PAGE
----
The membership for vacancies at Canterbury and York is slightly different. An additional lay member is appointed to chair the CNC, and for Canterbury there is also a representative of the Anglican Communion.

 3. The Archbishops’ Secretary for Appointments (ASA) [3] and the Prime Minister’s appointments secretary for senior ecclesiastical appointments.

The ASA, currently Caroline Boddington, is secretary to the CNC. Amongst other tasks she maintains a list of people recommended as suitable for senior appointments by their diocesan bishops. Those recommended are asked to supply a personal statement and the names of three referees.

4. The Prime Minster

5. Her Majesty the Queen, who always takes the advice of her Prime Minister.

The Process

1. The current bishop announces his retirement. This may be several months in advance.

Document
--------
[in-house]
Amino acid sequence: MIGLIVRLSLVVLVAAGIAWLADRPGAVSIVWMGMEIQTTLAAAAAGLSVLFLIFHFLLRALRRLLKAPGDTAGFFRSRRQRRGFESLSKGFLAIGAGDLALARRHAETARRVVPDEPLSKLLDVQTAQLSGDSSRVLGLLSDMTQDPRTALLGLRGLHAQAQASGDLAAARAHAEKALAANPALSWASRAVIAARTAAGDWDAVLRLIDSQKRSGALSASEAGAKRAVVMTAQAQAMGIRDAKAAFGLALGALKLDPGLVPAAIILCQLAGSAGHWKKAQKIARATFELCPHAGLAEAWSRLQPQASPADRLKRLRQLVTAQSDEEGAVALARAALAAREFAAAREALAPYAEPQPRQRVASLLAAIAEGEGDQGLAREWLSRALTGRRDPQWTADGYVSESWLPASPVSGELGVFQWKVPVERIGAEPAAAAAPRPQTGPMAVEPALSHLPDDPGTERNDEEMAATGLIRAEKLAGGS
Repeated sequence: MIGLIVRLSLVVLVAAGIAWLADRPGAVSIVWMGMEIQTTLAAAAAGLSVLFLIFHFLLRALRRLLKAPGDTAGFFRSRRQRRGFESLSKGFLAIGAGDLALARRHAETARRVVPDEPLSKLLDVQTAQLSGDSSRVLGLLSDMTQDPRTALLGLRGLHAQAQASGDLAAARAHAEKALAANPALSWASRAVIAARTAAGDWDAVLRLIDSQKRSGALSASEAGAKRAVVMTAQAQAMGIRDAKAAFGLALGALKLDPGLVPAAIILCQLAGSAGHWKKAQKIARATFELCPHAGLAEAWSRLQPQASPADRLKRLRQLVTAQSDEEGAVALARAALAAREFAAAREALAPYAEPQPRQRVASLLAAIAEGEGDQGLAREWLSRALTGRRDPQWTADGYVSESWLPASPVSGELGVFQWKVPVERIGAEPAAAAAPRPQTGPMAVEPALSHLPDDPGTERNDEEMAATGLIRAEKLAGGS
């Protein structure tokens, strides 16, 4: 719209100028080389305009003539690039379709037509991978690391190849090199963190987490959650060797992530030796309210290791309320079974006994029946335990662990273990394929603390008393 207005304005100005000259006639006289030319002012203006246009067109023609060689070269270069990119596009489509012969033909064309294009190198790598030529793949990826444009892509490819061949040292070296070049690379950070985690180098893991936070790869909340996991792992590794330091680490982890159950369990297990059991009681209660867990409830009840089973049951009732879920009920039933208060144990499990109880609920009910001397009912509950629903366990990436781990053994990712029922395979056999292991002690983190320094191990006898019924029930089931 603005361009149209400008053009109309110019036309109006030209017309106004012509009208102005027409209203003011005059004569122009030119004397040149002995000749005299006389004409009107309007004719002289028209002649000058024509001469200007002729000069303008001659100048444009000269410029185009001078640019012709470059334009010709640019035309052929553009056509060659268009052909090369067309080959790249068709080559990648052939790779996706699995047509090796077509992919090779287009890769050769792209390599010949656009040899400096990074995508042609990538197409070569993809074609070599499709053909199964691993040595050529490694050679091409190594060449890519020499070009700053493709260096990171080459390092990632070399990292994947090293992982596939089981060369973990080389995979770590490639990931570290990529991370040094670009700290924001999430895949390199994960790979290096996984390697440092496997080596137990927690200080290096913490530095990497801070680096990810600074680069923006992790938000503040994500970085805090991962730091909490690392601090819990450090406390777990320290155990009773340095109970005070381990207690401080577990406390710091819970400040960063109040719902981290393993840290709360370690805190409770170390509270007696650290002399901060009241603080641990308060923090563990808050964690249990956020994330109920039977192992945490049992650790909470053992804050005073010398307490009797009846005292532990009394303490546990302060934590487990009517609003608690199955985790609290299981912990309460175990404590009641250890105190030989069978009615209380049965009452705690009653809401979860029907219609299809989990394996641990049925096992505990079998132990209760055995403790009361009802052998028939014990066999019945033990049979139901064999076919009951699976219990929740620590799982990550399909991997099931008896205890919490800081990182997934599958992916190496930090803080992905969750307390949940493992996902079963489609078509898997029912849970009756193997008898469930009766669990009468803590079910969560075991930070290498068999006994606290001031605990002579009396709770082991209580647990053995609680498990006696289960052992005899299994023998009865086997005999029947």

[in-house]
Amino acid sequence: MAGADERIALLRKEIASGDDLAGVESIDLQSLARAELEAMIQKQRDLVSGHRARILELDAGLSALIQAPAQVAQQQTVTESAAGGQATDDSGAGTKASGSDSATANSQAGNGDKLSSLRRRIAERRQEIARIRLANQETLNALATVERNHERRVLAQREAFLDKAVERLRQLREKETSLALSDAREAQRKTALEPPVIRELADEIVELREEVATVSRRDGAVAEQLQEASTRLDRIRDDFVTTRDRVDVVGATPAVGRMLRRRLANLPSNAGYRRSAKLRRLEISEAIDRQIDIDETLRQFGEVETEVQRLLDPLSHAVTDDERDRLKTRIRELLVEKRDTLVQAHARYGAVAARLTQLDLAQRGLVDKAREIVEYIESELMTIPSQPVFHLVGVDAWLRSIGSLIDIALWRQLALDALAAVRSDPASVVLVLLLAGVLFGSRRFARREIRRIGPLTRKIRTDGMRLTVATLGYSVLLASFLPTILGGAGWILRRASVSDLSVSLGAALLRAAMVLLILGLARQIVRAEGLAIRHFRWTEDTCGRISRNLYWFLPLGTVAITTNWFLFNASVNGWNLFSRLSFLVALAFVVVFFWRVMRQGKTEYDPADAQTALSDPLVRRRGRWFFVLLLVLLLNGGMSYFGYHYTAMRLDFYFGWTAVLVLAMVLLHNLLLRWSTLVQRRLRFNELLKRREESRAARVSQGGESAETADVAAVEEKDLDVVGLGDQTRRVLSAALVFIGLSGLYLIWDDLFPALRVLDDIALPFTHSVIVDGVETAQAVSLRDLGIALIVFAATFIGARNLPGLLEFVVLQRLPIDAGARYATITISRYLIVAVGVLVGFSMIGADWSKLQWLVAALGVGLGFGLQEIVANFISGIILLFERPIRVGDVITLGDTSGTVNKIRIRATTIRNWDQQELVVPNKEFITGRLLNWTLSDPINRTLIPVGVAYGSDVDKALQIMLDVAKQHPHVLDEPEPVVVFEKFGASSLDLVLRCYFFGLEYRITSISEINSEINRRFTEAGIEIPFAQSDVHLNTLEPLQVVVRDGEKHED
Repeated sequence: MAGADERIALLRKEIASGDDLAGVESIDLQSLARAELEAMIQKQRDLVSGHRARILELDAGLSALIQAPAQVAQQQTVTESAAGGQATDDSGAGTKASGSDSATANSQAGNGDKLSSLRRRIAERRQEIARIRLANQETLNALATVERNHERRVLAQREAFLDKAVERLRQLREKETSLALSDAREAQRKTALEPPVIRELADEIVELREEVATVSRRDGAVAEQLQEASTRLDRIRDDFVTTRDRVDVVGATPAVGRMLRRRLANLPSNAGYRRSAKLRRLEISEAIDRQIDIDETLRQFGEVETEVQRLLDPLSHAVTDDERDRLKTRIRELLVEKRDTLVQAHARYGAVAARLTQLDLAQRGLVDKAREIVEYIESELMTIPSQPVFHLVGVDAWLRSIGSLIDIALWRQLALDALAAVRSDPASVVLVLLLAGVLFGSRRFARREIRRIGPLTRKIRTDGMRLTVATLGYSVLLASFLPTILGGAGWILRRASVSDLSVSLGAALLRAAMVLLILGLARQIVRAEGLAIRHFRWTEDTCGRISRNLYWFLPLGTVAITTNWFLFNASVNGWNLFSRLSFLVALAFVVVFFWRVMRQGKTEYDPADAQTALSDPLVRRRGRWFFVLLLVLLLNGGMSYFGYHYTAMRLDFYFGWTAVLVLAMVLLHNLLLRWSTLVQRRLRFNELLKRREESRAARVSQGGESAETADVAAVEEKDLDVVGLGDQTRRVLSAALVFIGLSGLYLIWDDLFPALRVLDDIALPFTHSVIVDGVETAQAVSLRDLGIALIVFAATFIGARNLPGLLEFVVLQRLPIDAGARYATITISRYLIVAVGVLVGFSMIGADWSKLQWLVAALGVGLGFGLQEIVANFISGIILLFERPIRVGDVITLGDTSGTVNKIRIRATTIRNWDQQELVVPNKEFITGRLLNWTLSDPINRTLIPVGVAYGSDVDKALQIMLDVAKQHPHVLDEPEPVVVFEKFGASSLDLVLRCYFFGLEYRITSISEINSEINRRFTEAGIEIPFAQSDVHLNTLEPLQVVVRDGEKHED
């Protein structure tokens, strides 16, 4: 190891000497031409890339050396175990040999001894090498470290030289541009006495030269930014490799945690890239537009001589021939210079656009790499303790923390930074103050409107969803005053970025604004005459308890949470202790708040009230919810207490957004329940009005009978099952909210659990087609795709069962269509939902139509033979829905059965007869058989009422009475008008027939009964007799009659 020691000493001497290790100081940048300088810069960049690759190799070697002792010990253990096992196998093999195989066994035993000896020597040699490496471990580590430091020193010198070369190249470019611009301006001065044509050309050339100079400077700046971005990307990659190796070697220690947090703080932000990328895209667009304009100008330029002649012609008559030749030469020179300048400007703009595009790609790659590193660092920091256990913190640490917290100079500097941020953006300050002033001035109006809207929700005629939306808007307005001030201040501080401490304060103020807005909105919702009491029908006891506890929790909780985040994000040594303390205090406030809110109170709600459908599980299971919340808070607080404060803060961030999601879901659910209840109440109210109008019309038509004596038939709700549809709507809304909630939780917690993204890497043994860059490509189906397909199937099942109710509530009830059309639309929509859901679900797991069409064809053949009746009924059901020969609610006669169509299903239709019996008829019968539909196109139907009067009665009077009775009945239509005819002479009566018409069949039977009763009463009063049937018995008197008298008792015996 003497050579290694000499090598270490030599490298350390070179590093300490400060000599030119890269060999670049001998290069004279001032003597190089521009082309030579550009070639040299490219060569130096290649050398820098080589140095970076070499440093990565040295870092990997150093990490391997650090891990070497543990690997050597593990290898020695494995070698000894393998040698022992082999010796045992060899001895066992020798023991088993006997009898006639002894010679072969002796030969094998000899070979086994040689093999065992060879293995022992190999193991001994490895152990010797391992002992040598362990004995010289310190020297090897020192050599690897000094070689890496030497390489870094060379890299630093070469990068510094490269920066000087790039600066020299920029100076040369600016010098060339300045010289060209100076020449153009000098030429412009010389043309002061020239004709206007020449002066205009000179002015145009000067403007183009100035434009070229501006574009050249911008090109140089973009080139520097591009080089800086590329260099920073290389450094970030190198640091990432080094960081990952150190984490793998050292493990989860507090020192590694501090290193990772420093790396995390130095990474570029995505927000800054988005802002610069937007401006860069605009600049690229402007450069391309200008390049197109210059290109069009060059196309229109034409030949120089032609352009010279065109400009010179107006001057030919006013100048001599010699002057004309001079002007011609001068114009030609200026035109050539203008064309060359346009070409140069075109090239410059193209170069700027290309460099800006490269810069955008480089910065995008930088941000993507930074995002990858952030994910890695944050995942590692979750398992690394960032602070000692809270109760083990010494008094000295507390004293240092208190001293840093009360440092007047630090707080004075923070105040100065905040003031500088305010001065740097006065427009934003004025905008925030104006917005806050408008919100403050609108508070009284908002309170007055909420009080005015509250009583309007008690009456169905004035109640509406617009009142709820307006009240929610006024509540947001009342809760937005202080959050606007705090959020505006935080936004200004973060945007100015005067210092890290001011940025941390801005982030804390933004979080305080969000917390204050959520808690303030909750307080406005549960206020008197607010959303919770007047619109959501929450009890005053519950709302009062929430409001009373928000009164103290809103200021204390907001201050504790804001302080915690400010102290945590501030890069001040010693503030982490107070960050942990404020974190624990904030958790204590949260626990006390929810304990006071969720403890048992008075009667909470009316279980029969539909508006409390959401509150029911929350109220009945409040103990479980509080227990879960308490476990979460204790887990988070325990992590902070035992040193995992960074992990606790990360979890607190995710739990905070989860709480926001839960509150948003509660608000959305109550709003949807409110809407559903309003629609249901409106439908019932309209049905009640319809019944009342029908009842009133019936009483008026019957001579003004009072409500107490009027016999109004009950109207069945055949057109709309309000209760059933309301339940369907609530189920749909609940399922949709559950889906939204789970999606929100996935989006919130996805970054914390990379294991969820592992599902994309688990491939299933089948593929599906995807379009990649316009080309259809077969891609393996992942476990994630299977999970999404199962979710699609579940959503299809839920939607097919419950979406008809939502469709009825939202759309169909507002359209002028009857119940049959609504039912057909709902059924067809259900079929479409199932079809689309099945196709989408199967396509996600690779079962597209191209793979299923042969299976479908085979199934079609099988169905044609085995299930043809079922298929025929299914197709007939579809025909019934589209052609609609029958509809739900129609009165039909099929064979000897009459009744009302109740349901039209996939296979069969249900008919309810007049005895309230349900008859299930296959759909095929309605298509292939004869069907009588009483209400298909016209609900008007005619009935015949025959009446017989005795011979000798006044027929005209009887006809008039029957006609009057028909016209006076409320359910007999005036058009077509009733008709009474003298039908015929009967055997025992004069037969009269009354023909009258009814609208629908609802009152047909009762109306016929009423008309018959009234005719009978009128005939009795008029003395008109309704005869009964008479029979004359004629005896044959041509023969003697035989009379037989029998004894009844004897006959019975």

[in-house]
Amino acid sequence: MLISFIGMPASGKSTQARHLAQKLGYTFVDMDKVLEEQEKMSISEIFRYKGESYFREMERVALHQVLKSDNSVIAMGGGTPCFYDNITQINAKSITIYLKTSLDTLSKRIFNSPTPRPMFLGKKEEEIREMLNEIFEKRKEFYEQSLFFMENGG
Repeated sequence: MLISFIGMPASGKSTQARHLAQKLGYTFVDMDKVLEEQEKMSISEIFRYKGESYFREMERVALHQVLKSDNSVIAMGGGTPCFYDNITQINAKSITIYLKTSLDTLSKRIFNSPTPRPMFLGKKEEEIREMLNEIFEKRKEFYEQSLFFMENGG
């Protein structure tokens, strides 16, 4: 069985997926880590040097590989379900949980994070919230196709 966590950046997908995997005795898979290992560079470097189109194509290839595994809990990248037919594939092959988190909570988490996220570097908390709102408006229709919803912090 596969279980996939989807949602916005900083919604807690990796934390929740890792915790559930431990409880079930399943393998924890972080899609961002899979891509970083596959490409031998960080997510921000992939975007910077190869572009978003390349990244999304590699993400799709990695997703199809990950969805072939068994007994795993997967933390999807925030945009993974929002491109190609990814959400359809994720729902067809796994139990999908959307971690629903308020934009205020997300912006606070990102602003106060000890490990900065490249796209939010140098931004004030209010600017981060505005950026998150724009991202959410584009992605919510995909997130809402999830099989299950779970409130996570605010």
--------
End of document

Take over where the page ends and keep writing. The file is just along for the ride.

2. The Vacancy in See Committee meets on at least two occasions and (a) prepares a description of the diocese and a Statement of Needs, and (b) elects six of its members to join the Crown Nominations Commission for the consideration of their vacancy. Of these six at least three must be lay, and at most one of the senior clergy may be elected. The committee may, if it wishes, consult within the diocese before preparing the statement of needs. Typically a sub-committee prepares a draft statement before the full committee agrees the final version.